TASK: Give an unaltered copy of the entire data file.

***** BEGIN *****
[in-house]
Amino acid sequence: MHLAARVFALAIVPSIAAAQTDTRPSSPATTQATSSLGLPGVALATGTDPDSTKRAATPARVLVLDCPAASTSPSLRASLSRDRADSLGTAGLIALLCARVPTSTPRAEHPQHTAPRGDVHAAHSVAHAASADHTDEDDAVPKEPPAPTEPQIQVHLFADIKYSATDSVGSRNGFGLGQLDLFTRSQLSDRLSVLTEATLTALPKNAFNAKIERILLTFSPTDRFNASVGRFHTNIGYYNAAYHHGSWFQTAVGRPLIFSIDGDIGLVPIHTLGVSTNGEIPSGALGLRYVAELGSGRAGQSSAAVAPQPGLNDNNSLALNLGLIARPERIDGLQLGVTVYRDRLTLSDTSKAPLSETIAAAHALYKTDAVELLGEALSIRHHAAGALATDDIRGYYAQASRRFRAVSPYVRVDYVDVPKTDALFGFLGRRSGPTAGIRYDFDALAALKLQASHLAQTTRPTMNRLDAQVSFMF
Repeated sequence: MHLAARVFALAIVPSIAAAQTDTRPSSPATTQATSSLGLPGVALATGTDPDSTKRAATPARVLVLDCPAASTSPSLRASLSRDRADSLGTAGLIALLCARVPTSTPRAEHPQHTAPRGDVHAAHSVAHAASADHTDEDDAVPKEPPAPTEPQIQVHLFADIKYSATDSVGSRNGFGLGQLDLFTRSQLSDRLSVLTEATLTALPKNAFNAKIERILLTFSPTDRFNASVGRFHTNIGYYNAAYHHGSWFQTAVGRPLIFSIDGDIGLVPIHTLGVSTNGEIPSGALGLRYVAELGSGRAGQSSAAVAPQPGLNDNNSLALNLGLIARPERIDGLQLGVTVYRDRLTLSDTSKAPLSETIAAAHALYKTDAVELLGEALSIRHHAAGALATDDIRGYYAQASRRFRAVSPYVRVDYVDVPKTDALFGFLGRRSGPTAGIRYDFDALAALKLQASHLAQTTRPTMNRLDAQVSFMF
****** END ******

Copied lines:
[in-house]
Amino acid sequence: MHLAARVFALAIVPSIAAAQTDTRPSSPATTQATSSLGLPGVALATGTDPDSTKRAATPARVLVLDCPAASTSPSLRASLSRDRADSLGTAGLIALLCARVPTSTPRAEHPQHTAPRGDVHAAHSVAHAASADHTDEDDAVPKEPPAPTEPQIQVHLFADIKYSATDSVGSRNGFGLGQLDLFTRSQLSDRLSVLTEATLTALPKNAFNAKIERILLTFSPTDRFNASVGRFHTNIGYYNAAYHHGSWFQTAVGRPLIFSIDGDIGLVPIHTLGVSTNGEIPSGALGLRYVAELGSGRAGQSSAAVAPQPGLNDNNSLALNLGLIARPERIDGLQLGVTVYRDRLTLSDTSKAPLSETIAAAHALYKTDAVELLGEALSIRHHAAGALATDDIRGYYAQASRRFRAVSPYVRVDYVDVPKTDALFGFLGRRSGPTAGIRYDFDALAALKLQASHLAQTTRPTMNRLDAQVSFMF
Repeated sequence: MHLAARVFALAIVPSIAAAQTDTRPSSPATTQATSSLGLPGVALATGTDPDSTKRAATPARVLVLDCPAASTSPSLRASLSRDRADSLGTAGLIALLCARVPTSTPRAEHPQHTAPRGDVHAAHSVAHAASADHTDEDDAVPKEPPAPTEPQIQVHLFADIKYSATDSVGSRNGFGLGQLDLFTRSQLSDRLSVLTEATLTALPKNAFNAKIERILLTFSPTDRFNASVGRFHTNIGYYNAAYHHGSWFQTAVGRPLIFSIDGDIGLVPIHTLGVSTNGEIPSGALGLRYVAELGSGRAGQSSAAVAPQPGLNDNNSLALNLGLIARPERIDGLQLGVTVYRDRLTLSDTSKAPLSETIAAAHALYKTDAVELLGEALSIRHHAAGALATDDIRGYYAQASRRFRAVSPYVRVDYVDVPKTDALFGFLGRRSGPTAGIRYDFDALAALKLQASHLAQTTRPTMNRLDAQVSFMF